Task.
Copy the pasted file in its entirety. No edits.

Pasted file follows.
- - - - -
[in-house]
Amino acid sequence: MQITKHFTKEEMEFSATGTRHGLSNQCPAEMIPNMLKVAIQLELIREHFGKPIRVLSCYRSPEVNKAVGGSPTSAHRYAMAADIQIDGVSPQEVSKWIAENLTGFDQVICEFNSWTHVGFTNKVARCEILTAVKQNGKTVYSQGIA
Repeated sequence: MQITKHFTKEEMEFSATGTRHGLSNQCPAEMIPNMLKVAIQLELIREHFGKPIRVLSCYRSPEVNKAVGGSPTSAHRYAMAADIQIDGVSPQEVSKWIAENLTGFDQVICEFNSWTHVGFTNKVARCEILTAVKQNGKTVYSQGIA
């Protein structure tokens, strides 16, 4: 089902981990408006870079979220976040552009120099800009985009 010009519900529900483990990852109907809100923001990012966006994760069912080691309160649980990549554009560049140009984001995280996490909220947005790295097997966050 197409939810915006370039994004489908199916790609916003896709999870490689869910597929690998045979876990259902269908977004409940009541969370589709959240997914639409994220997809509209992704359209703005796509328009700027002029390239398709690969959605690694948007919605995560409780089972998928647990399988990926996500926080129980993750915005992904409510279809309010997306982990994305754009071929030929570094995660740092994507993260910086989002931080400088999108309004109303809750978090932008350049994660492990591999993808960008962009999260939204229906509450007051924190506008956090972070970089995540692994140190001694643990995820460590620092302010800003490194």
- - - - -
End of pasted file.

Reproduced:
[in-house]
Amino acid sequence: MQITKHFTKEEMEFSATGTRHGLSNQCPAEMIPNMLKVAIQLELIREHFGKPIRVLSCYRSPEVNKAVGGSPTSAHRYAMAADIQIDGVSPQEVSKWIAENLTGFDQVICEFNSWTHVGFTNKVARCEILTAVKQNGKTVYSQGIA
Repeated sequence: MQITKHFTKEEMEFSATGTRHGLSNQCPAEMIPNMLKVAIQLELIREHFGKPIRVLSCYRSPEVNKAVGGSPTSAHRYAMAADIQIDGVSPQEVSKWIAENLTGFDQVICEFNSWTHVGFTNKVARCEILTAVKQNGKTVYSQGIA
């Protein structure tokens, strides 16, 4: 089902981990408006870079979220976040552009120099800009985009 010009519900529900483990990852109907809100923001990012966006994760069912080691309160649980990549554009560049140009984001995280996490909220947005790295097997966050 197409939810915006370039994004489908199916790609916003896709999870490689869910597929690998045979876990259902269908977004409940009541969370589709959240997914639409994220997809509209992704359209703005796509328009700027002029390239398709690969959605690694948007919605995560409780089972998928647990399988990926996500926080129980993750915005992904409510279809309010997306982990994305754009071929030929570094995660740092994507993260910086989002931080400088999108309004109303809750978090932008350049994660492990591999993808960008962009999260939204229906509450007051924190506008956090972070970089995540692994140190001694643990995820460590620092302010800003490194």